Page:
A Simple Way to Make a Custom WPF Message Box



In my last piece (“A Simple Way to Make a WPF Chromeless Window”) I demonstrated how one could easily create a chromeless window using Microsoft’s “Windows Foundation Framework”, more commonly known as WPF.  This time around I will show you how to make a customized WPF message box.

The reason for this is that the WPF default message box uses the same chrome that the default WPF window does.  As a result, if you are going to develop a custom window you will also have to do the same with your message boxes or the contrasts between the two will not look symmetrical.

And being deficient in the graphic arts like many software engineers I found this out the hard way when my own commercial product was well reviewed except for the interface.  Hence, my recent work to refine the interface to something much more aesthetically pleasing.

Limitations With Your Own Message Box We Can Work With

The first thing to realize is that developing your own message box will constrain you to a certain extent as to what you can provide with it as the default WPF message box comes with a number of configurable options that you can select to produce certain results.  The only problem is that you cannot change how the default message box is displayed since it is reliant on the Win API.

Essentially, a message box will request a user to do one of two things, read the provided information and move on, or ask a questions, which is in practically all cases a “yes” or “no” question.

Luckily, with the WPF modal dialogue, which is the type of window we will use for our message box, we can easily return a “true” or “false” value allowing us to handle the second scenario noted previously.

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Best Text Editor Component for .NET WPF Developers


Overview of The Solutions Available…

For those software professionals creating desktop applications for distribution and\or sale there situations where there is a requirement to present edited text to the user or allow the user of an application to enter text as they would source-code in one of the many current IDEs available.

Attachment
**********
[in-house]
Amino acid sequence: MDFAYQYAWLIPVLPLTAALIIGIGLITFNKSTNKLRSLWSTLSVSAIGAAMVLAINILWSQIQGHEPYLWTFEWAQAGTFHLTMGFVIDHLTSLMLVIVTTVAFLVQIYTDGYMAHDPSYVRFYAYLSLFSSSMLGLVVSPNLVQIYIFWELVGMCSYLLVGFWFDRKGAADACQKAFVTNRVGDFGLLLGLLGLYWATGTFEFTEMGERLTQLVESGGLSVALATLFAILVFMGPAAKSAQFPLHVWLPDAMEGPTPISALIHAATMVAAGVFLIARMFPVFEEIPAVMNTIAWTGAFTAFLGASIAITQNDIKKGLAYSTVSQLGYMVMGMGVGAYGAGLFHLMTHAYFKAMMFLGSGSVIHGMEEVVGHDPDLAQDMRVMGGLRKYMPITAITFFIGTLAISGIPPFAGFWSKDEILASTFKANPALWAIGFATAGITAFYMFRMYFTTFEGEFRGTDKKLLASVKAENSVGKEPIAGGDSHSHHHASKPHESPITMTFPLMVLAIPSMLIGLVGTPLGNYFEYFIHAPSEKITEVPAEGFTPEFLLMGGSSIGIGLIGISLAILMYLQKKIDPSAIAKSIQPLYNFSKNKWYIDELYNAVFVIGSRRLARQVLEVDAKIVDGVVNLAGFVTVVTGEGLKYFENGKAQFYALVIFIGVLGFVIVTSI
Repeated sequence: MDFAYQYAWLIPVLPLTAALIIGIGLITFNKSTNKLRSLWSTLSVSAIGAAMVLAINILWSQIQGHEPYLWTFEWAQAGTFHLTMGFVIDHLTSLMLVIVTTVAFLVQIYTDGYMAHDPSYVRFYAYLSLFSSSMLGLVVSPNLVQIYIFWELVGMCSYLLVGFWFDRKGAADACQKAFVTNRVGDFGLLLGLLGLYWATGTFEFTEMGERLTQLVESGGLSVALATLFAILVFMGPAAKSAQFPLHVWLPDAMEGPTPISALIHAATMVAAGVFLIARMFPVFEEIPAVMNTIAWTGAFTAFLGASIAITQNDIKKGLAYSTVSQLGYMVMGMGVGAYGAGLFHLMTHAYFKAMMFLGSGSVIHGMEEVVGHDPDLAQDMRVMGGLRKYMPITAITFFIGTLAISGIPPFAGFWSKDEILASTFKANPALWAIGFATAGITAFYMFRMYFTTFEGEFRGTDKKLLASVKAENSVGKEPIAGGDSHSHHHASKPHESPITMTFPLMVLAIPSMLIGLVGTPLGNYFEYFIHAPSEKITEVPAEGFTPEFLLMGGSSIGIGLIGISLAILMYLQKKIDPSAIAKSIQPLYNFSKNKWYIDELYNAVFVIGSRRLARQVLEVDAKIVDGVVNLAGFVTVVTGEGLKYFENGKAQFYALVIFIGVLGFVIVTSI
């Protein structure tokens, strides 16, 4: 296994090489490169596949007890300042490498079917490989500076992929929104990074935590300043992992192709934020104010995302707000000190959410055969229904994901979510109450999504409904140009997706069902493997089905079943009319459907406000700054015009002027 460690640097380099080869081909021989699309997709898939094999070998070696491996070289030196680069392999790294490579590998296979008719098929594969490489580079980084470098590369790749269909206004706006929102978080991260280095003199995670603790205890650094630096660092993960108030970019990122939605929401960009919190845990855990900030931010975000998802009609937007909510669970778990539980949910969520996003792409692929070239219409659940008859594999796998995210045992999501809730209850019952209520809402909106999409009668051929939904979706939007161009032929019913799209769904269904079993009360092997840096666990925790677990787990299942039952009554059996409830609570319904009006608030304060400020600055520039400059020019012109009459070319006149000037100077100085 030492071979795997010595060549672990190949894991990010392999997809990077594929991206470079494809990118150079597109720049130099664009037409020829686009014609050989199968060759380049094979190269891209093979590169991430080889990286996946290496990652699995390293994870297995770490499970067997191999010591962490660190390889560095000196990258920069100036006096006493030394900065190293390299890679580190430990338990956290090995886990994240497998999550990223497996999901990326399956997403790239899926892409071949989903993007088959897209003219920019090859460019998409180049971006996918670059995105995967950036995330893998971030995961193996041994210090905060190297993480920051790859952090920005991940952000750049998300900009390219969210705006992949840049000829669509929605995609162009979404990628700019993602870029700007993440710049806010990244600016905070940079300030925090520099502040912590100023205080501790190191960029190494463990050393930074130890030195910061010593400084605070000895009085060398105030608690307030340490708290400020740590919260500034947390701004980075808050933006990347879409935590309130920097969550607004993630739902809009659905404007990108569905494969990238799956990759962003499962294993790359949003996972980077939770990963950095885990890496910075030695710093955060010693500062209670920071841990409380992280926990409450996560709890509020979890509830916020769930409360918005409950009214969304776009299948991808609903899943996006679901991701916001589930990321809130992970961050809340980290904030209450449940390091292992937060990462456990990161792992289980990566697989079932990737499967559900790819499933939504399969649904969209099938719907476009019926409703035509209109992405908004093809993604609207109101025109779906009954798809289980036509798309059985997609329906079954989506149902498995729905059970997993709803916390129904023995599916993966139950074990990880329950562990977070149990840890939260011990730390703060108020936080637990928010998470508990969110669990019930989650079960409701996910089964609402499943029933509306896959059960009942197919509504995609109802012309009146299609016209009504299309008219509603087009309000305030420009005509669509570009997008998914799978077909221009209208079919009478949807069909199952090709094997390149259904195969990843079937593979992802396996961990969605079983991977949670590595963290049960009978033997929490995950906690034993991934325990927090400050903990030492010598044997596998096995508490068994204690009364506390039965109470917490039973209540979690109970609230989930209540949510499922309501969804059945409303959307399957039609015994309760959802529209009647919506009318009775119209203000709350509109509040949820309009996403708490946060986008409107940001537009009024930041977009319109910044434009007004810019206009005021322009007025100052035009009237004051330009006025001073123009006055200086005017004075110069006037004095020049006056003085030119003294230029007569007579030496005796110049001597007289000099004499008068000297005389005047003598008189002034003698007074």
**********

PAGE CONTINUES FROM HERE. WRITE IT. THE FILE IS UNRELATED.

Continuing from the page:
Most often such applications would be directed at other technical professionals thus proving a need for a quality text-editor control that can be configured to the application’s requirements without having to develop one from scratch.

There are several options in this regard that are available to .NET WPF developers who need to incorporate such a component into their applications. One of the popular open-source components is “ScintillaNET”, which can be found in its most current form at https://github.com/jacobslusser/ScintillaNET

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Disciplined Application State for WPF


In the last article a concept for implementing an organized technique for managing session and application state for an ASP.NET application was proposed.

The same can actually be done for a WPF application, though such global properties would be most likely be on the minimal side of things.  Nonetheless, there are times where having access to a property at application level can be quite convenient.

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Simple Page Navigation With WPF

Abstract WPF Simple Page Navigation Image

Navigating between pages in a WPF application is actually a very simple process, though made much more confusing both by the many articles that stress use of MVVM and the inference by others that this is much like navigating web-pages in an ASP.NET Internet application. As to the first, the use of MVVM, there is no requirement to use this design paradigm. However for those that like to follow such paradigms, there is no reason not to as it is quite a good one. For the second, that WPF page navigation is akin to web-page navigation, it is and it isn’t…

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